Gesture flaw makes Google's Nest halt sale of smoke alarms

April 07, 2014 // By Peter Clarke
Nest Labs Inc., the Internet-connected domestic environment control company that was recently bought by Google for $3.2 billion, has been forced to disable a gesture recognition feature on its Nest Protect smoke and carbon monoxide alarm. The company has also suspended sales of the units while it fixes the problem.

The problem highlights gesture recognition reliability and its suitability for use in safety-critical applications.

In a note on its website. Nest states that in certain circumstances the feature of waving at the smoke alarm to turn it off could be activated unintentionally. This could delay an alarm going off in the case of a fire, the company said. In the note Tony Fadell, CEO of Nest Labs, said that the company identified the problem internally and was not aware of any customers that had experienced the problem.

The fix is likely to take at least two months after which the company will send a software update to turn the feature back on, the note said.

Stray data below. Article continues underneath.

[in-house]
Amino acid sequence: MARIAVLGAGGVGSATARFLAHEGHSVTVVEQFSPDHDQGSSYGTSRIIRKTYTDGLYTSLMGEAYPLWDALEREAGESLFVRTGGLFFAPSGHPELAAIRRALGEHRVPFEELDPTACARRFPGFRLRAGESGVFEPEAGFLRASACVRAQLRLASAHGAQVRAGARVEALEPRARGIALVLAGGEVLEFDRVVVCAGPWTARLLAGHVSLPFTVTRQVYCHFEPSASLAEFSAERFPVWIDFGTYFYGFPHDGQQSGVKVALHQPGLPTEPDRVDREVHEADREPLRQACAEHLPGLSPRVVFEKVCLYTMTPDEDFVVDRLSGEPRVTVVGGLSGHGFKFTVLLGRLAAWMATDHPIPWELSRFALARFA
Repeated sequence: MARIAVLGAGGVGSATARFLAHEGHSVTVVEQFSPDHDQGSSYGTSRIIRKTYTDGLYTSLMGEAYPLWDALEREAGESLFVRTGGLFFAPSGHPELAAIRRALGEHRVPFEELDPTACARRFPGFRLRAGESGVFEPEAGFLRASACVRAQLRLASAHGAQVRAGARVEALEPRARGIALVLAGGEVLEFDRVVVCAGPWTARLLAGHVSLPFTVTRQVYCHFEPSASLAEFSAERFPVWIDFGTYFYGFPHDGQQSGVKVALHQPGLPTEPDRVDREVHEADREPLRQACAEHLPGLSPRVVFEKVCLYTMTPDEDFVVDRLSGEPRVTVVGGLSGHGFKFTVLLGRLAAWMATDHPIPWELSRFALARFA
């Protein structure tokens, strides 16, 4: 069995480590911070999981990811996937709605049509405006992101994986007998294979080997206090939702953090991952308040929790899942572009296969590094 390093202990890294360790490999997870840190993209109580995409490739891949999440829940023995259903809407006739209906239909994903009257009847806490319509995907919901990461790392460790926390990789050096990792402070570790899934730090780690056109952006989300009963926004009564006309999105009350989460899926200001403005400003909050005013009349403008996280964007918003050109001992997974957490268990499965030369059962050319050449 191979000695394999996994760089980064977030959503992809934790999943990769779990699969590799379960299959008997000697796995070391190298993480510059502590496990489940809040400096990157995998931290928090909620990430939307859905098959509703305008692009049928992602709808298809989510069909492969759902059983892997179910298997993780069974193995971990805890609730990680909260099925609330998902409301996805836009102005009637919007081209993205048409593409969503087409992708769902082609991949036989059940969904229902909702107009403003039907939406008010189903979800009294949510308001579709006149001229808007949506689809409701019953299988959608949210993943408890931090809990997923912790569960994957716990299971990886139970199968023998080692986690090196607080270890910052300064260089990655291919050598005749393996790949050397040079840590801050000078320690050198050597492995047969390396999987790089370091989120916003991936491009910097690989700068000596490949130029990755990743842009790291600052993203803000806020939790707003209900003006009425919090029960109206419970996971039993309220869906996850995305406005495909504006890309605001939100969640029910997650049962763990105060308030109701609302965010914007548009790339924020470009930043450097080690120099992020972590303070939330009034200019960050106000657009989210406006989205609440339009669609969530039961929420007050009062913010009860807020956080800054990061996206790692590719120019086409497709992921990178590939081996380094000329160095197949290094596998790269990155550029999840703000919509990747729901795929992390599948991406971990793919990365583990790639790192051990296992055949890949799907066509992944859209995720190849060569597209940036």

"We discovered that movements near the product that are not intended as a wave can be misinterpreted by the Nest Wave algorithm. If this occurs during a fire, this could delay the alarm going off. So, we are disabling this feature until we have a proper solution," Nest said on its website.

The same flaw does not affect Nest's thermostat product, the company said.

Nest Labs (Palo Alto, Calif.) was founded in 2011 with a mission of adding Wi-Fi Internet connections and software for remote control to heating, ventilation and air-conditioning and other domestic environmental control products. The company's approach was to bring Apple-like simplicity to interfaces for enhanced domestic appliances. The company was founded by Tony Fadell, CEO, and Matt Rogers, vice president of engineering, and both executives had a pedigree of having worked at Apple on the iPod with its simple circular touch wheel control interface.